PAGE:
Armageddon Films FAQ can be called a companion volume to Applause Books’ Horror Films FAQ in that there is some overlap. A few of the zombie films mentioned in Horror Films are also classified as Armageddon films, but most movies about the end of civilization stand in their own distinct genre.
Author Dale Sherman covers over 20 genres of end-of-the world flicks in Armageddon Films FAQ. Body snatching, Satan, technology, the Rapture, evil animals, zombies, and aliens are just a few of the reasons humans cease to exist in the film world. The wealth of world-over films run the gamut from classics like Night of the Living Dead to blockbusters like Independence Day and cult films like John Boorman’s Zardoz.
Some end of the world novels have remained unfilmed, and Sherman addresses this in the chapter “Ten Famous Apocalyptic Novels Never Turned into Major Films.” He imagines what showbiz movers and shakers would say about film versions of A Canticle for Lebowitz, The Scarlet Plague, and other titles. Of Arthur C.Clarke’s Childhood’s End, the imagery studio head says, “If…..the agent can get Will Smith to express interest, we’ll take another look at it.”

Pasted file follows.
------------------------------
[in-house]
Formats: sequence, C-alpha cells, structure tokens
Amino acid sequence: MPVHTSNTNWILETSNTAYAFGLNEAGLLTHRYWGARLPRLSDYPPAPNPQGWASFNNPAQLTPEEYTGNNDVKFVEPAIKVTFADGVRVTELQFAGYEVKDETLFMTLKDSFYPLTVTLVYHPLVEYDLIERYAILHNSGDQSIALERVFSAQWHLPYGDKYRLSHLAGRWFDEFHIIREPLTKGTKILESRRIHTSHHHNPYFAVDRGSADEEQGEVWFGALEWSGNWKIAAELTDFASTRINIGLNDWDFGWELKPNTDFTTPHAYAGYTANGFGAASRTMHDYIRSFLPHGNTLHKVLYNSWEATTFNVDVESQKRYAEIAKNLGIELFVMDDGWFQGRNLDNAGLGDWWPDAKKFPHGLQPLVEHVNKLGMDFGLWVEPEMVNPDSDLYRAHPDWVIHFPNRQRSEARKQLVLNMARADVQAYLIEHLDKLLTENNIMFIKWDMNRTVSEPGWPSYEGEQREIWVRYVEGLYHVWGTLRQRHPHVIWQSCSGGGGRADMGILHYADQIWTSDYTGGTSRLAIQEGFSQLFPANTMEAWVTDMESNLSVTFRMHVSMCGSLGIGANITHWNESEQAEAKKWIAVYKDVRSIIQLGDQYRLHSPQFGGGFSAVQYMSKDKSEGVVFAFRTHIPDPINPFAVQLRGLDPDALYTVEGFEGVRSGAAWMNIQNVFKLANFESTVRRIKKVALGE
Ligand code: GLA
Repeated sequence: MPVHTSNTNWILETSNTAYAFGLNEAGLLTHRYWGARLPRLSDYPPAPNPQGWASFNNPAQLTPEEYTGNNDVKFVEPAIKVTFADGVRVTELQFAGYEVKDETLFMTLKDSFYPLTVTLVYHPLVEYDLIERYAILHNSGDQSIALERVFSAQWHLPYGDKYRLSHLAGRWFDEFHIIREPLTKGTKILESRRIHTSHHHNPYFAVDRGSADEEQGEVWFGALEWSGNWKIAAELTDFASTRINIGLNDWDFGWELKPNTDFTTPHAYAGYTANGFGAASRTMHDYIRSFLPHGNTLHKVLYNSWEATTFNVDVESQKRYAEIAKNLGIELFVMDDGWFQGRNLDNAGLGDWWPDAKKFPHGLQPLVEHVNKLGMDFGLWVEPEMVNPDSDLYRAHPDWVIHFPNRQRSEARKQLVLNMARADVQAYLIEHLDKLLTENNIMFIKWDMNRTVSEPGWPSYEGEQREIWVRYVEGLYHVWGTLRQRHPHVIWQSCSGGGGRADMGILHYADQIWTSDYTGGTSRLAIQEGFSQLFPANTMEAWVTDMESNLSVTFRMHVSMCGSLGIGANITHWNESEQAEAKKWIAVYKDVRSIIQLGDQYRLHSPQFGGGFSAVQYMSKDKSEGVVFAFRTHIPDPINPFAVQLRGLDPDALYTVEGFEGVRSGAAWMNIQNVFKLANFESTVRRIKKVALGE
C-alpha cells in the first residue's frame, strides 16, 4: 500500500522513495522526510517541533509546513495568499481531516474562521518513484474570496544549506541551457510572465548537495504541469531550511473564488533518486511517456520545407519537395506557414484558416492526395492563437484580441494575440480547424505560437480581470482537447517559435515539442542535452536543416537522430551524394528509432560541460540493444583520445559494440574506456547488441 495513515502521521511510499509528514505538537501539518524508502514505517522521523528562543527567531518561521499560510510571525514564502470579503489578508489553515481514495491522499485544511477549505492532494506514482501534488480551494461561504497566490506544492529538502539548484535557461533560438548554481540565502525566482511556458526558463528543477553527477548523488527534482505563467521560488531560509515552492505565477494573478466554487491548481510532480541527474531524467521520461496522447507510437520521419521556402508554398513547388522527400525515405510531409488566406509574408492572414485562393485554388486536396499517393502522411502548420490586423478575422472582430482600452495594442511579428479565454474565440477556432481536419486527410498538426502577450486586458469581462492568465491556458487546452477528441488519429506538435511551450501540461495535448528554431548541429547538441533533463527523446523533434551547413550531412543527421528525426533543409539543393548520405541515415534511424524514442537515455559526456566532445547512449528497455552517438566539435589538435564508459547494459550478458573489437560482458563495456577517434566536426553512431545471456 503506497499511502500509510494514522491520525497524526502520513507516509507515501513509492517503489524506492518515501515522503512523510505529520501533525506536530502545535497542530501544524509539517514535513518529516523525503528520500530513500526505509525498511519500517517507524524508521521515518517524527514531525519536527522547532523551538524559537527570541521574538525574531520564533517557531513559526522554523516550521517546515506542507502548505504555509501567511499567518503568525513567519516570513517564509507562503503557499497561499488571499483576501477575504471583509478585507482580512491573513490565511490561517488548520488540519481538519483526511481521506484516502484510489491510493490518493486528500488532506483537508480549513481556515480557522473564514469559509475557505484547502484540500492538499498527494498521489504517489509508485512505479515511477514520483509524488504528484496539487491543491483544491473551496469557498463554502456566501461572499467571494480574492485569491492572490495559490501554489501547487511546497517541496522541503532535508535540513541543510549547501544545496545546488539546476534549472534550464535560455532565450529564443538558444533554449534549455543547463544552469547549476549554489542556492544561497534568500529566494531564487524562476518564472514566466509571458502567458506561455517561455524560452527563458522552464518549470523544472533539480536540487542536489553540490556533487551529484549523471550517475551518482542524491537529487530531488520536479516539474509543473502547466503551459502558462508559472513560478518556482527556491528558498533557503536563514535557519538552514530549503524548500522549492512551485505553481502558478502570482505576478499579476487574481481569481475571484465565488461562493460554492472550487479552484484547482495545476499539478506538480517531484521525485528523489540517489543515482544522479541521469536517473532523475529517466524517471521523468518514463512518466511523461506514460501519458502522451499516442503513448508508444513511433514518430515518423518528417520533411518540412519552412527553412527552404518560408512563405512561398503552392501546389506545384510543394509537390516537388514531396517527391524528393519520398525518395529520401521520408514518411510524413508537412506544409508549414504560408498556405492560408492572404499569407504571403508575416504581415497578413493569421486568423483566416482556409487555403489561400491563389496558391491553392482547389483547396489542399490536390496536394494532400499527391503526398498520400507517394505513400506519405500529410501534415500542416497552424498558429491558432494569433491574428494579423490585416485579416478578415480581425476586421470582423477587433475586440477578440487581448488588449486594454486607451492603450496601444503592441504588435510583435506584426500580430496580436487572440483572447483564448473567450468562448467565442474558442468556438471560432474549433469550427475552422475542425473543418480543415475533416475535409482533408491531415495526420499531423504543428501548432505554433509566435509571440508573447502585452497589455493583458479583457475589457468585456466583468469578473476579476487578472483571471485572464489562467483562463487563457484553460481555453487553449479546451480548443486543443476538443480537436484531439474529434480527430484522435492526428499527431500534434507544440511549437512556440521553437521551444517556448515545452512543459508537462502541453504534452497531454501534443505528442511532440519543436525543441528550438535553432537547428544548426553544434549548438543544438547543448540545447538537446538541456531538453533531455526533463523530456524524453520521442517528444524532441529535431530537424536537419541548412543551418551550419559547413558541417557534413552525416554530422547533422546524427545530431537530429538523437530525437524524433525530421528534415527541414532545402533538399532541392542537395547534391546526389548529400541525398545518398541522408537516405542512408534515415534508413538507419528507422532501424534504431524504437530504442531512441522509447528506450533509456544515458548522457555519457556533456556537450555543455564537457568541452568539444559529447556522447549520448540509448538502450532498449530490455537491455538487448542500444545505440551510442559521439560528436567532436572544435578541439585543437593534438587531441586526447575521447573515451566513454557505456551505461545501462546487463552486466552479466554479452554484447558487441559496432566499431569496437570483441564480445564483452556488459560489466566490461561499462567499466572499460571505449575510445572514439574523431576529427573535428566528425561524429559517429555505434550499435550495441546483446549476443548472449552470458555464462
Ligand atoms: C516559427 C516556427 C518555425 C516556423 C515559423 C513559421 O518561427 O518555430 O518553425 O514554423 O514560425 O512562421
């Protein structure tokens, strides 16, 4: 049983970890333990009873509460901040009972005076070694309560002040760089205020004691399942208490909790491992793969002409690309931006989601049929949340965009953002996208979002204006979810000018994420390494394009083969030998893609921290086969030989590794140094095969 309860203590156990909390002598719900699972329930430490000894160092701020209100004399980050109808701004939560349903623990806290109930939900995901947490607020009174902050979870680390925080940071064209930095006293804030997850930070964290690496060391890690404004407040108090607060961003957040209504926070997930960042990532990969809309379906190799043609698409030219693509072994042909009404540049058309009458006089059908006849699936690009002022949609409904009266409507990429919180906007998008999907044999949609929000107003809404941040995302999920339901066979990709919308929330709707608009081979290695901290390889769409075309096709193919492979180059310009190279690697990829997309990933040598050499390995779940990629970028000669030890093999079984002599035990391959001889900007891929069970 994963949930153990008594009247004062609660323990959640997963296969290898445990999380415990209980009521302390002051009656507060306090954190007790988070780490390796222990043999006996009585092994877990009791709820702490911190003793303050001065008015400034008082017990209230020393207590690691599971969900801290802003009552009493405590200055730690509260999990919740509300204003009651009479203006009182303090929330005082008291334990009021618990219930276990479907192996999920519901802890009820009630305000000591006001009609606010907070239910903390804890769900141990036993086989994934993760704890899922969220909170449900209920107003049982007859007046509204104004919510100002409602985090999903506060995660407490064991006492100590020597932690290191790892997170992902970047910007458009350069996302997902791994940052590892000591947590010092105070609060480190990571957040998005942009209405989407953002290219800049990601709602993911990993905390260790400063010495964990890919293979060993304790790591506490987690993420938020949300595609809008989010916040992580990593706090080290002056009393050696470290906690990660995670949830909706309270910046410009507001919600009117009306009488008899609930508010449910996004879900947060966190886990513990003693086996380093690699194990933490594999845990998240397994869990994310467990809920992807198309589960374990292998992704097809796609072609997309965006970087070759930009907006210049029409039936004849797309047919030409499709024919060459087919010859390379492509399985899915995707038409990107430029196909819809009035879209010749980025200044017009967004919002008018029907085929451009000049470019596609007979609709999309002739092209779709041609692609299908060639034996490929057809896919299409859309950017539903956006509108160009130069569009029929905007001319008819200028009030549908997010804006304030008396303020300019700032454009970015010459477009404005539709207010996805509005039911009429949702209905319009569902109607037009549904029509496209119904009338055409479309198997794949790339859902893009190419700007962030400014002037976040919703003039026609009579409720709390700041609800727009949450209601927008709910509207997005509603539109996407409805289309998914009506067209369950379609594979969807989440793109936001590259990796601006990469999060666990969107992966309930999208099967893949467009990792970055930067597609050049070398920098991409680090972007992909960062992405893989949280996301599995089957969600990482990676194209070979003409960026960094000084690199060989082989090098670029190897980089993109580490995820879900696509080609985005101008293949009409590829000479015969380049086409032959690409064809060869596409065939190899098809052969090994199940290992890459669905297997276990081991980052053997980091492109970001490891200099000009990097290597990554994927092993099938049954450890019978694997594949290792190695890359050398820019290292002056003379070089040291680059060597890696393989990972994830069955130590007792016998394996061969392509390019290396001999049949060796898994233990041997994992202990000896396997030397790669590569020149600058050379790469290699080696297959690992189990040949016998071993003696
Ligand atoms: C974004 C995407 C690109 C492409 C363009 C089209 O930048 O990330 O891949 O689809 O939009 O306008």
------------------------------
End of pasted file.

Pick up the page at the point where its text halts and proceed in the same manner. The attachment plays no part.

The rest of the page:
Hollywood's take on Armageddon has sold film tickets from cinema’s early days, beginning with 1924’s Last Man on Earth. The end of the world genre reached its first apex in the 1950s and early 1960s with the original Invasion of the Body Snatchers and anti-nuclear war films including On the Beach and Failsafe. Armageddon Films FAQ has a few black and white photos of classic movie posters from this era, including a people-running-away-from-certain destruction cheesefest in the illustration for Rocket Attack USA.
One of the most identifiable end of the world plots involves a group of survivors of the nuclear war/virus, etc that slayed the rest of mankind. Left with the fallout, they must deal with other crazed survivors (Mad Max), out-of-control plants (Day of the Triffids), or zombies, (Night of the Living Dead), and Sherman dissects these with insightful, often witty, observations.
Sherman’s commentary and reviews on each film vary in length, depending on the film’s merit and popularity. There’s even a chapter on music videos with end-of-the-world storylines. Who can forget the omnipresent "99 LuftBalloons" on MTV in the ’80s?
End-of-the-world movies have captivated filmgoers for close to a century. And it seems filmdom’s preoccupation with the end of the world ranks right up there with imaginary serial killers run amuck.
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